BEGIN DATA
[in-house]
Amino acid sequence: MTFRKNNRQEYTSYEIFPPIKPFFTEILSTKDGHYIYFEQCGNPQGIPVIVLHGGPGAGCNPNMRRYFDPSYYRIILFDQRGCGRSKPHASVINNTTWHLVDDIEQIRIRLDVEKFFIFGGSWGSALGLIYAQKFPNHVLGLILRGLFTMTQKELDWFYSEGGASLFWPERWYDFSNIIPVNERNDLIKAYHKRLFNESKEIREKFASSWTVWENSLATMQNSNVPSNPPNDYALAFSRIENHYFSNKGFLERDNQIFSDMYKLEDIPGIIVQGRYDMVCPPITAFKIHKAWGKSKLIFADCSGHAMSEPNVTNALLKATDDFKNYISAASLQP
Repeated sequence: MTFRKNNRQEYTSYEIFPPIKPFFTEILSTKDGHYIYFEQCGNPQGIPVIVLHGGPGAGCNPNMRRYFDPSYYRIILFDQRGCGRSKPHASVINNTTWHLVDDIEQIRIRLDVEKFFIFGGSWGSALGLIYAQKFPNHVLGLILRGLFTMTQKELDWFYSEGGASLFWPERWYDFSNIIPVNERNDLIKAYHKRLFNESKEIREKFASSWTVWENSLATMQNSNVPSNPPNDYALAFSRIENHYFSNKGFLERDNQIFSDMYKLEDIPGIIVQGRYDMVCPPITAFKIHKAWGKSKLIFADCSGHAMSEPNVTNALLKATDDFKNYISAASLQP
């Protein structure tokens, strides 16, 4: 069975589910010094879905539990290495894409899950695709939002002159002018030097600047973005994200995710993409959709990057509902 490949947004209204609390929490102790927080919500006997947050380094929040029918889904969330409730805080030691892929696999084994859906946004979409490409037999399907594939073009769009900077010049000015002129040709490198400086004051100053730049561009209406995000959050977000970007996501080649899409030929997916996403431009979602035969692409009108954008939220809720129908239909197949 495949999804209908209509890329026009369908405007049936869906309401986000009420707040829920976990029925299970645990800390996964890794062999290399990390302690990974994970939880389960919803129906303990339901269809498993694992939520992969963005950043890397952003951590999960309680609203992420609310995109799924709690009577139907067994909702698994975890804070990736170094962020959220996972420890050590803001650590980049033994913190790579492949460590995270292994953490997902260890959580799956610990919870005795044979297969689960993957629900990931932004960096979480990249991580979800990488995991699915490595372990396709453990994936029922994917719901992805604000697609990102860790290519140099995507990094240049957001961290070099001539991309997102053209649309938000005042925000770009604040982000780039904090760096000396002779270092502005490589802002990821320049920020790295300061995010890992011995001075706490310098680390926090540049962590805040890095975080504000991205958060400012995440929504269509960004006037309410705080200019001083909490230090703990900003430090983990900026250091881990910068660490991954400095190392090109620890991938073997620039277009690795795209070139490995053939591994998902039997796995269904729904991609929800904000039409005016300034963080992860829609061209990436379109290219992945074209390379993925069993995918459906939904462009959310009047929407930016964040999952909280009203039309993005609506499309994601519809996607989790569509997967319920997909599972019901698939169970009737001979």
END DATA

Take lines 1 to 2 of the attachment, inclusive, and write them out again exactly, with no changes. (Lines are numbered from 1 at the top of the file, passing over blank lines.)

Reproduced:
[in-house]
Amino acid sequence: MTFRKNNRQEYTSYEIFPPIKPFFTEILSTKDGHYIYFEQCGNPQGIPVIVLHGGPGAGCNPNMRRYFDPSYYRIILFDQRGCGRSKPHASVINNTTWHLVDDIEQIRIRLDVEKFFIFGGSWGSALGLIYAQKFPNHVLGLILRGLFTMTQKELDWFYSEGGASLFWPERWYDFSNIIPVNERNDLIKAYHKRLFNESKEIREKFASSWTVWENSLATMQNSNVPSNPPNDYALAFSRIENHYFSNKGFLERDNQIFSDMYKLEDIPGIIVQGRYDMVCPPITAFKIHKAWGKSKLIFADCSGHAMSEPNVTNALLKATDDFKNYISAASLQP